Friday, March 25, 2011
A covenant is promise to engage in or refrain from a specified action.
When there is a covenant in a contract the party providing the covenant (covenantor) makes a promise to the party receiving the covenant (covenatee) that they will or won’t take some action in the future.
The most common types of covenants that exist in purchase contracts can be things like a Buyer making a covenant on the use of the purchases or the Supplier making a covenant not to compete. For example, if a Supplier is concerned with a Buyer potentially buying and reselling product directly to third parties without providing additional value added, the Supplier could request a covenant that the Buyer will only use its purchases for its own needs and will not resell the product. For example, if the Buyer make a significant investment in developing a product with the Supplier and wanted to protect that against competition from the Supplier or the Supplier working with a third party that would compete against the Buyer, the Buyer could ask for the Supplier to provide a covenant not to compete.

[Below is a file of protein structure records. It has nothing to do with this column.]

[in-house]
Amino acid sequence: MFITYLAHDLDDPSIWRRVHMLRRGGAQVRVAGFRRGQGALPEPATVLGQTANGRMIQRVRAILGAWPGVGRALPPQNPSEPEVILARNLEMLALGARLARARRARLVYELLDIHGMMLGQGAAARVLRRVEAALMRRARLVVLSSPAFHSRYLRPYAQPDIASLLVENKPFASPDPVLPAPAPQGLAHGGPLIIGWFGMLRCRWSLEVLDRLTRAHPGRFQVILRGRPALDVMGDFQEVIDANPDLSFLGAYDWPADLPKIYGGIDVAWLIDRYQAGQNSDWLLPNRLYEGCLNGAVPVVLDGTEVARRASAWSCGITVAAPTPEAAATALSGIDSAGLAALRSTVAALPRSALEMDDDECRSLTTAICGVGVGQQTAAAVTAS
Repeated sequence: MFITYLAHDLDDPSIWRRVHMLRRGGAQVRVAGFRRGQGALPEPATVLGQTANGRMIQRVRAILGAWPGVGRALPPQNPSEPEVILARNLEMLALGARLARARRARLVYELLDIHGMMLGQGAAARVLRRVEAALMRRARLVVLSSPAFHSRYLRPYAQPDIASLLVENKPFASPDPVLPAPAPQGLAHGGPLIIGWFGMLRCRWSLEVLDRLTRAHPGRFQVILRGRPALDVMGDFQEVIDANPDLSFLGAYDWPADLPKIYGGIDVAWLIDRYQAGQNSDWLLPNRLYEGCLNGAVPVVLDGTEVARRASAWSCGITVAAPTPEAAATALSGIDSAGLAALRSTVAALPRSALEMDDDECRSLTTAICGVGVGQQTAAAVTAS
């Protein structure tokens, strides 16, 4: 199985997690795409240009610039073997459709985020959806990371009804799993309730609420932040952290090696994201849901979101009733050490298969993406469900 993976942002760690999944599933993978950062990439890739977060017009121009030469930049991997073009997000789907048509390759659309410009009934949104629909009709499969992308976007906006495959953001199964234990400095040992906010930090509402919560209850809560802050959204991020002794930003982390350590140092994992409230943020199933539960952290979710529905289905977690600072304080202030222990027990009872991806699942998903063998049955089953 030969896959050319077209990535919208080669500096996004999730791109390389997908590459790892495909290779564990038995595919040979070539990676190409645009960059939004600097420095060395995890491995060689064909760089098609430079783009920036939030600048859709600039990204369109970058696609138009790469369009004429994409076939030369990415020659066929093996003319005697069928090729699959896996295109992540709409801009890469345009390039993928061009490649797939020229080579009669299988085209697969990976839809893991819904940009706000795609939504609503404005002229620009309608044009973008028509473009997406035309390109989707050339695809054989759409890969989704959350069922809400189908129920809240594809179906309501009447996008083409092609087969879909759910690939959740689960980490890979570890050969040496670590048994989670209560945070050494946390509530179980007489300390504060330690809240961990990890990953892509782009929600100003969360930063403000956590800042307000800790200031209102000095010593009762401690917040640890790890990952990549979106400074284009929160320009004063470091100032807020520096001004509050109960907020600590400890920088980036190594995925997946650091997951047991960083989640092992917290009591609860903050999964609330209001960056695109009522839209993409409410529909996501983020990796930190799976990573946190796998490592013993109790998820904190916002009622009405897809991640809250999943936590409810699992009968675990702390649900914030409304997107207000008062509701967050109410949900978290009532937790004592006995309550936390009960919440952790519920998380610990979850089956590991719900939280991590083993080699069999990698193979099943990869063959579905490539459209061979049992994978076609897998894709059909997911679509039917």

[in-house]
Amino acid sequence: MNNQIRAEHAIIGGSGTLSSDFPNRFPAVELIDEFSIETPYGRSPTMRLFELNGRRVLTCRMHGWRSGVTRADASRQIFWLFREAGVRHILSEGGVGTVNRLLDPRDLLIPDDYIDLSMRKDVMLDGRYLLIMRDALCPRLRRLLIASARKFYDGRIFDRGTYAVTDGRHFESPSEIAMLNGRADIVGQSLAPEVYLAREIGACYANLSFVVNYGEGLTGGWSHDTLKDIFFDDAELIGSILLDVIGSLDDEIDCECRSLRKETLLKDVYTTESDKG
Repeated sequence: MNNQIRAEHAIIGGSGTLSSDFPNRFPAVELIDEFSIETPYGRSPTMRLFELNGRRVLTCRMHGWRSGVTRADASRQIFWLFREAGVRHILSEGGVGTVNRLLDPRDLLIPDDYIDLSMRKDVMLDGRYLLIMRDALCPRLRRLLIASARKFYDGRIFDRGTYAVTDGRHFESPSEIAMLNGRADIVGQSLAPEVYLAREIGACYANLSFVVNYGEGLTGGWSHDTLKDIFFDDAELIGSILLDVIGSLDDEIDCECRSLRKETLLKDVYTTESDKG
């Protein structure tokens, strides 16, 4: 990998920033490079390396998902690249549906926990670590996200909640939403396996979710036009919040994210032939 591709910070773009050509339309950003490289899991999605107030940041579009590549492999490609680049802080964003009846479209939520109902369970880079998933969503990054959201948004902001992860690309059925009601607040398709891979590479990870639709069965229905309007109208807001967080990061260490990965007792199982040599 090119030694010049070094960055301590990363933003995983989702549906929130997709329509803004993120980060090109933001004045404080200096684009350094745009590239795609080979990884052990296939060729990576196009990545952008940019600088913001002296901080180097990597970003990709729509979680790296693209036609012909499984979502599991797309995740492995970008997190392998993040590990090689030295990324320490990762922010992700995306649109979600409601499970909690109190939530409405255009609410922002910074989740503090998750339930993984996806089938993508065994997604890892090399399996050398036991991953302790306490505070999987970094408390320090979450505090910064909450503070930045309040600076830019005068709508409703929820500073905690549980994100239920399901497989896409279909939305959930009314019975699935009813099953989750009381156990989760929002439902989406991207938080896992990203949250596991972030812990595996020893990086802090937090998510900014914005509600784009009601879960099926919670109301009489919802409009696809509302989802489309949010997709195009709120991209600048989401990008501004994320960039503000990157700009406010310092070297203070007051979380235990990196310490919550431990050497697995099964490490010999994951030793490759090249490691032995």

Any covenant should include specific parameters. For example in a covenant not to compete, it should define the markets, and the period of non-competition. In situations where a covenant is important, as part of that covenant you need to establish what the appropriate remedy would be for breach.
If you want the ability to force the Supplier to comply with the agreed covenant, as a remedy you would want to have the right under equity to injunctive relief so you could go to court to have the Court order compliance with the covenant. If money damages is adequate, you would not need injunctive relief, but you would need to make sure that the damages you could recover are not restricted by the limitation of liability. For example, if the majority of your damages would be lost sales and profits, you can’t have a limitation of liability that excludes recovery for damages associated with lost sales and lost profits.